RAIDCore Unveils RAID Controllers, Nabs Funding

Enterprise Storage Forum content and product recommendations are editorially independent. We may make money when you click on links to our partners. Learn More.

RAIDCore has unveiled its first products – low-cost, high-performance RAID controllers – and announced a $5 million funding round.

Based on Serial ATA (SATA) technology, the RC4000 Series RAID Controllers provide enterprise-class RAID storage solutions for about 30% less than competing models, according to RAIDCore marketing VP Mark Taylor.

“We are about 30% lower than similar controllers, but we have much better performance and features that others don’t have,” says Taylor.

RAIDCore claims its eight-channel, low-profile (2U) RAID controller is an industry first, and is powered by 64-bit, 133MHz PCI-X technology.

Live, online RAID array transformation and expansion reduce downtime for maintenance and upgrades, according to the company, and host-based processing
results in high performance at low cost.

The RC4000 series also offers hot sparing for automatic failover after drive failure, distributed sparing for improved disk usage and reliability, and
mirror splitting and hiding for an alternative to tape backups.

The controllers offer ample scalability, accommodating up to 32 drives and storage sizes of more than two terabytes. They also support common RAID levels, including RAID1, 10, 1n, 10n, 5, and 50.

“Sophisticated storage management functions like on-line expansion and split mirroring have traditionally been available only on relatively high-priced storage arrays built on SCSI and Fibre Channel drive technologies,” says John Webster, Data Mobility Group senior analyst and founder.

RAIDCore’s Fulcrum Architecture “has the potential to be a game-changer by offering an advanced RAID technology with high-end management functions that
also takes advantage of Serial ATA price points,” Webster continues.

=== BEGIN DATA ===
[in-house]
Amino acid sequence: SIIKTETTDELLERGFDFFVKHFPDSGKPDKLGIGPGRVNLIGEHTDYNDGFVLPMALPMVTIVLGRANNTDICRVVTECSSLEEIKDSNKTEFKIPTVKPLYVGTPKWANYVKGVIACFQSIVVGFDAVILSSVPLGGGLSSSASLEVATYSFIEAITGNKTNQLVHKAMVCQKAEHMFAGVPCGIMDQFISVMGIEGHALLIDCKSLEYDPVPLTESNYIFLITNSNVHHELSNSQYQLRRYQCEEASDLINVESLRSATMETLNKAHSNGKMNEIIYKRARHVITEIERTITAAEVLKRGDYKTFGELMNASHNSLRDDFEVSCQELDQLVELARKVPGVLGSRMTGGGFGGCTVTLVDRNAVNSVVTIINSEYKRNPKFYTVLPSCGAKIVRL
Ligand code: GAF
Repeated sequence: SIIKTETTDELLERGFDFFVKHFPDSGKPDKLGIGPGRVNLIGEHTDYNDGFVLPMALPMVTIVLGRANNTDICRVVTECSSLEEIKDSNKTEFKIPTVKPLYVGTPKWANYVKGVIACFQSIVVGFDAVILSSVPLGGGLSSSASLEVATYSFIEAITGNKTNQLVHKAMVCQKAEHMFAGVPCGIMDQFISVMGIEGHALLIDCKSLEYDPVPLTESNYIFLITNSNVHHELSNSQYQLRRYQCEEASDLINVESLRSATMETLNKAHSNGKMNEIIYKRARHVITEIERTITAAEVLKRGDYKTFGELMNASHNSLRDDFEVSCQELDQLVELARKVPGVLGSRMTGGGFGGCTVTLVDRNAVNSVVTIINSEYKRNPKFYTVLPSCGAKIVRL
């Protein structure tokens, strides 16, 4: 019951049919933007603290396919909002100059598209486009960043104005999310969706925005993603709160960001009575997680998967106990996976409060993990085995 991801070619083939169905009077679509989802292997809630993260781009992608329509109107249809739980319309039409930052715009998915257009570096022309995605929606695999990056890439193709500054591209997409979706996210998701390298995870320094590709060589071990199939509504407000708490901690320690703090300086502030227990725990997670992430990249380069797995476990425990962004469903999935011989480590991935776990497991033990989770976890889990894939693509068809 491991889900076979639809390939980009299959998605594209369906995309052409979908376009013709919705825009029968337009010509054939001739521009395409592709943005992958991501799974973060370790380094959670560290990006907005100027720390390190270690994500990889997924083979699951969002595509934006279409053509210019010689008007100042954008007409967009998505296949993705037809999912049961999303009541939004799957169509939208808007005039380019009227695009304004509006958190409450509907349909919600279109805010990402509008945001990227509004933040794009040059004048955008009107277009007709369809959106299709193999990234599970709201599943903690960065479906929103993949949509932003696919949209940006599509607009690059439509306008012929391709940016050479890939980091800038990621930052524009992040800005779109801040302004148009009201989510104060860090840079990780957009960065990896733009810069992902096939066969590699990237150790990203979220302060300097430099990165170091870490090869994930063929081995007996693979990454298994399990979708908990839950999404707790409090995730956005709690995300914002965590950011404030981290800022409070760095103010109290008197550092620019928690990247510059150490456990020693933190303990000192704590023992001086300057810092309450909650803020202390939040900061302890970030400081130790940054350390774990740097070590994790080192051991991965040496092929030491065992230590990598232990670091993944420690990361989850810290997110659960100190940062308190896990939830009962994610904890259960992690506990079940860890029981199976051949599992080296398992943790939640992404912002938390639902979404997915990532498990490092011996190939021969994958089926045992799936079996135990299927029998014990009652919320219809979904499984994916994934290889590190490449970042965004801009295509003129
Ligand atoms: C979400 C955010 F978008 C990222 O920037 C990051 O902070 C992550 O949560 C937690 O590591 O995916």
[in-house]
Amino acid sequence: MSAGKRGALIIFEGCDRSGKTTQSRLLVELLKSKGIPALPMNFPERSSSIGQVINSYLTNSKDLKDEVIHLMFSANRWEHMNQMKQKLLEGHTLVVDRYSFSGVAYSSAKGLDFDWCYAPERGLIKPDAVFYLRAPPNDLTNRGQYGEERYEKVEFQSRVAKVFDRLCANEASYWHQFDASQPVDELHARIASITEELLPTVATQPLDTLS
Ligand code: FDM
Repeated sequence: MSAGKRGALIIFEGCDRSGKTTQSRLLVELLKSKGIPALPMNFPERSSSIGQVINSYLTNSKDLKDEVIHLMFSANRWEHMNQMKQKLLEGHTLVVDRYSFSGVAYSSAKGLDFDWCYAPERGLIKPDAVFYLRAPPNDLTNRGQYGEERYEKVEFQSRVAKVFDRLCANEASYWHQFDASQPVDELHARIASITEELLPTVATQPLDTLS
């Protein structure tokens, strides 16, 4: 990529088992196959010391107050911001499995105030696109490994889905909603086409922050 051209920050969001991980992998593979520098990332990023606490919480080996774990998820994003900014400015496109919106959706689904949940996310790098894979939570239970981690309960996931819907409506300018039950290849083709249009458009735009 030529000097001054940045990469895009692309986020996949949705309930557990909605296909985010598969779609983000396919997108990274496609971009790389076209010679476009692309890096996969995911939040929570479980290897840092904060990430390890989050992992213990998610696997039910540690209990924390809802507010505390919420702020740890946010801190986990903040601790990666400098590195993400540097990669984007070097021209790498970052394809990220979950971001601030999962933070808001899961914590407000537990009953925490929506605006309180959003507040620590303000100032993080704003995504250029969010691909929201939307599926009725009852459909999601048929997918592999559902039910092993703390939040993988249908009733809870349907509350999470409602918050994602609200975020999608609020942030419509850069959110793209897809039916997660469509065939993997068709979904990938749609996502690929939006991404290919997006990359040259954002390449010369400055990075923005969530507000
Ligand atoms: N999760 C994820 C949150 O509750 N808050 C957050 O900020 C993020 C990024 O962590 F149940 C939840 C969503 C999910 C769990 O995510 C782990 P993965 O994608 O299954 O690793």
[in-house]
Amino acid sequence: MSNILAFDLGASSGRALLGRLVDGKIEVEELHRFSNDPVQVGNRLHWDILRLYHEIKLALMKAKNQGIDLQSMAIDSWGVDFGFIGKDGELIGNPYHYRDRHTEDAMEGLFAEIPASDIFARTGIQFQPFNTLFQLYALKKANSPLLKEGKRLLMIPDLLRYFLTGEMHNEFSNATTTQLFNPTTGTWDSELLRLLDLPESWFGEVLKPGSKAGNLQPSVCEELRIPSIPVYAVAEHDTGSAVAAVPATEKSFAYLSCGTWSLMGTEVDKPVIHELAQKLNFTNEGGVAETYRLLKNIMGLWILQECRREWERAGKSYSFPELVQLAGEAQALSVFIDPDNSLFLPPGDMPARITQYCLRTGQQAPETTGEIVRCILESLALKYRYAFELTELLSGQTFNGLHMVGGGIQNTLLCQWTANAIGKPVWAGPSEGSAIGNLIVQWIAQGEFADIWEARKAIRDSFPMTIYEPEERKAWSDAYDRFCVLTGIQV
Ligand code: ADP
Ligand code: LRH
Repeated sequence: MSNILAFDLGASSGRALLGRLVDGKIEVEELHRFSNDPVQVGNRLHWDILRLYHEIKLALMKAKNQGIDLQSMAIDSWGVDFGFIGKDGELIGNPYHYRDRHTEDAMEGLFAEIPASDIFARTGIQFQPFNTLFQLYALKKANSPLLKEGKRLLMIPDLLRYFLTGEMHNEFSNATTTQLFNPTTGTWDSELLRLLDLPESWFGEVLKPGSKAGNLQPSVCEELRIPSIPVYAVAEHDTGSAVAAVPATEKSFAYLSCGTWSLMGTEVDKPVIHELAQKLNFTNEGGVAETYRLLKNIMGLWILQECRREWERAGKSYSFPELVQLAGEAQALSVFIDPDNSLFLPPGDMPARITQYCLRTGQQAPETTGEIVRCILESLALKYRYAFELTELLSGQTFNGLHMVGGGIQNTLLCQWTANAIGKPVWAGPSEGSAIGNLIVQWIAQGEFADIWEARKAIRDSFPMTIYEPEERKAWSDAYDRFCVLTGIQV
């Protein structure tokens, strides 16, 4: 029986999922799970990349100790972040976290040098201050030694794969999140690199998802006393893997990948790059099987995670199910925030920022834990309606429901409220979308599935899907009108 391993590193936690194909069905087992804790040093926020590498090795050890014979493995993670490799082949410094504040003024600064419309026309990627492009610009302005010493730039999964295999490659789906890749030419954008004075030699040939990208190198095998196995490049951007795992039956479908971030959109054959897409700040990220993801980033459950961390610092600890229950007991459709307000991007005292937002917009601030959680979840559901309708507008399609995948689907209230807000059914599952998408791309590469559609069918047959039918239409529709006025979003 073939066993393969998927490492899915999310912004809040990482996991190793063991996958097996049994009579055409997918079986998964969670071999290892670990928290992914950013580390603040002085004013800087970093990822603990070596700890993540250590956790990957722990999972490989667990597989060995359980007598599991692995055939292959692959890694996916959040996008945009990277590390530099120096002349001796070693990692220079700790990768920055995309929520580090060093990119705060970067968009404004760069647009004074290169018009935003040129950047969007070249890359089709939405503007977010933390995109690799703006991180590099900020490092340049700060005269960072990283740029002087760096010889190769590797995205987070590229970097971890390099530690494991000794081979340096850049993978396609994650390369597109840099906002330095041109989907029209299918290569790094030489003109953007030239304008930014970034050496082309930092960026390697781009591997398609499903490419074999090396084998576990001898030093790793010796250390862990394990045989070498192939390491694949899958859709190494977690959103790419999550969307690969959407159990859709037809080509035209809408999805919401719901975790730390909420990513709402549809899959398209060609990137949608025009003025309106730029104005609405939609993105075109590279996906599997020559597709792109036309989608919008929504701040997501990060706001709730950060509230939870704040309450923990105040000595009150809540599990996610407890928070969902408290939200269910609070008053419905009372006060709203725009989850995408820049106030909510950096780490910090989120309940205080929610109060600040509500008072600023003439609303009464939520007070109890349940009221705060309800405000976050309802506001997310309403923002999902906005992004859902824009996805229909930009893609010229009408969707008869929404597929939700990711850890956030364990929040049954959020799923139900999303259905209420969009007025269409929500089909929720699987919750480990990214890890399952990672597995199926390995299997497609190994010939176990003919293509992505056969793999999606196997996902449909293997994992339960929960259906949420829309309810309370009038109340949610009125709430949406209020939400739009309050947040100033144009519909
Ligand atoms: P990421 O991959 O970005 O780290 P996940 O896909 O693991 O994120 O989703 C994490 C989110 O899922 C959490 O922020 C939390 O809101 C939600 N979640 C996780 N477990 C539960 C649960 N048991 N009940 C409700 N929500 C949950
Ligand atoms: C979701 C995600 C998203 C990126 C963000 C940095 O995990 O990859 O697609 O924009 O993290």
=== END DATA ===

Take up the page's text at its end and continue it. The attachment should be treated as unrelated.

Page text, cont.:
“RAID solutions have been engineered around decade-old technology, and current high-end, enterprise-level RAID has been hard to use and costly to maintain,” claims RAIDCore CEO Tom Marmen. “With the emerging Serial ATA technology, we saw an opportunity to offer the high performance and high reliability of RAID to an entirely new class of users.”

RAIDCore also announced that Egan-Managed Capital and Longworth Venture Partners have committed $5 million in venture funding to the company.

“Getting enterprise RAID features at a much lower price point is, by itself, compelling, but we see more to it than that,” says Frank Andrasco, a partner with Egan-Managed Capital. “We believe RAIDCore’s innovative software will catalyze a move in the market to commoditize the hardware components of RAID.”

Pricing for the controllers ranges from $160-$362, depending on the functionality level and number of channels (4 or 8).

Back to Enterprise Storage Forum

Paul Shread
Paul Shread
eSecurity Editor Paul Shread has covered nearly every aspect of enterprise technology in his 20+ years in IT journalism, including an award-winning series on software-defined data centers. He wrote a column on small business technology for, and covered financial markets for 10 years, from the dot-com boom and bust to the 2007-2009 financial crisis. He holds a market analyst certification.

Get the Free Newsletter!

Subscribe to Cloud Insider for top news, trends, and analysis.

Latest Articles

15 Software Defined Storage Best Practices

Software Defined Storage (SDS) enables the use of commodity storage hardware. Learn 15 best practices for SDS implementation.

What is Fibre Channel over Ethernet (FCoE)?

Fibre Channel Over Ethernet (FCoE) is the encapsulation and transmission of Fibre Channel (FC) frames over enhanced Ethernet networks, combining the advantages of Ethernet...

9 Types of Computer Memory Defined (With Use Cases)

Computer memory is a term for all of the types of data storage technology that a computer may use. Learn more about the X types of computer memory.